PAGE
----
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Pop culture obsessives writing for the pop culture obsessed.

Oh, and Adam Sandler’s Netflix comedy is also using makeup to darken actors’ skin

Illustration for article titled Oh, and Adam Sandler’s Netflix comedy is also using makeup to darken actors’ skin

Like a John Ford film someone doodled dicks all over, Adam Sandler’s Western spoof The Ridiculous 6 has already proved offensive on levels both cultural and comedic, leading to around a dozen Native American actors walking off its set over jokes like calling characters “Beaver’s Breath.” It’s all part of the keenly observed satire that is so crucial to Sandler’s comedy, both Netflix and Vanilla Ice have said, and that reportedly extends to using bronzer to darken the skins of actors, including black and Asian talent, to make them look “more Native American”—all applied with the same sort of brushstrokes that went into the script, with the same sloppy, baffling results.


“I’m full-blooded Navajo and they bronzed me. I was quite confused,” actress Allie Young recently told MSNBC of just one of the reasons she left the production. As previously reported, that production had made a big deal of hiring a “cultural consultant,” whose entire job was to ensure that the film’s depiction of Native Americans was authentic, inoffensive, and, ostensibly, didn’t involve random ethnicities wearing bronzer. Not surprisingly, Young confirmed that the cultural consultant was the first to quit.

Now that consultant, Bruce Klinekole, has given what he says will be his only interview on the matter to Indian Country Today Media Network, which broke the story in the first place. Klinekole confirms a lot of the details we knew already: Completely wrong costumes, seemingly sourced from a Party City (or as Klinekole puts it, “the curio shops called The Running Indian”). Teepees sagging under flowers and fake eagle feathers, which prompted Klinekole to utter the words “total disgrace” for at least the third time in the article. And a total rebuffing from the crew when he tried to get an audience with Sandler or one of the other producers, who told him he wasn’t allowed. After all these offenses, it seems eventually even nature itself rebelled against Sandler’s movie.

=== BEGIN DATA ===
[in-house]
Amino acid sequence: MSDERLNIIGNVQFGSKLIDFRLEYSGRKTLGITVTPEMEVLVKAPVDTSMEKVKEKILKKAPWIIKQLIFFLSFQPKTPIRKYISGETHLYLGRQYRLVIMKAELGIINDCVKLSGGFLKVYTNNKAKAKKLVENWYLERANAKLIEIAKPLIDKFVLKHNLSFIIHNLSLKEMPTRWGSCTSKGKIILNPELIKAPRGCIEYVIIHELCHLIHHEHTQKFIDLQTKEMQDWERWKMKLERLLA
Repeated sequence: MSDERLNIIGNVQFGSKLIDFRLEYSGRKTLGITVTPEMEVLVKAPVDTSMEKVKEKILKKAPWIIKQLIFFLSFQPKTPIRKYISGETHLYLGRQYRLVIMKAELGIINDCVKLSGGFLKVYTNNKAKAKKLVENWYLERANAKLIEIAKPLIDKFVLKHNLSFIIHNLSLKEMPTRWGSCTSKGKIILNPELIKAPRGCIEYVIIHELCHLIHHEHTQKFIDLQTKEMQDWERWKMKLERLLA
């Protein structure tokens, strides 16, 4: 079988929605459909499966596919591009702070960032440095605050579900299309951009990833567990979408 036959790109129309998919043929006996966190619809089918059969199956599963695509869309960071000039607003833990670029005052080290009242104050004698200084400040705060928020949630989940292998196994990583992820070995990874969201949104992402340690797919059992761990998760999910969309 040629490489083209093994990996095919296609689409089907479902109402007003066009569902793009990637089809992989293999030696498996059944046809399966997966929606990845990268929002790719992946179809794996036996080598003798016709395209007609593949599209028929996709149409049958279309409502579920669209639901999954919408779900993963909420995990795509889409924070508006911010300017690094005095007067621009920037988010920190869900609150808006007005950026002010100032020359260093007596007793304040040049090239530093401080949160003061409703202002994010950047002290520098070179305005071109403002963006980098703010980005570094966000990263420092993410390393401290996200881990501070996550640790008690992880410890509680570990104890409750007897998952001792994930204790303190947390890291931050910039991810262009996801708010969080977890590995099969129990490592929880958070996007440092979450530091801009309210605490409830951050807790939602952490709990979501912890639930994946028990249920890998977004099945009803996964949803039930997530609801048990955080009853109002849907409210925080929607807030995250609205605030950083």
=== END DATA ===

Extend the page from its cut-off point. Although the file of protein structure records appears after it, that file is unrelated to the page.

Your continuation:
“What really got me were those eagles,” Klinekole said, explaining how he saw four eagles circling above and, given the deep significance of the number four to Navajo culture, took it as an omen. “It was so strong like the Creator was looking after us Natives and what we were going through. I couldn’t stand it, I couldn’t stand it.” Klinekole soon left, possibly the first person on an Adam Sandler movie set to maintain the belief there is a God and he loves us.

Of course, it’s possible those eagles were actually circling buzzards, as Klinekole reveals that the movie’s carelessness also extends to personal safety. In what seems to be the production’s one commitment to authenticity, Klinekole says some of the extras were given genuine, 60-pound hunting bows and real “arrows with razor-sharp steel tips” in lieu of the usual rubber ones, which they were then instructed to aim at Danny Trejo and his “vaquero” gang, even as some of the actors visibly struggled to hold onto them. Still, what’s the risk of accidental manslaughter—or alienating an entire nation of people—compared to the joy this straight-to-Netflix Adam Sandler comedy will someday bring to… someone?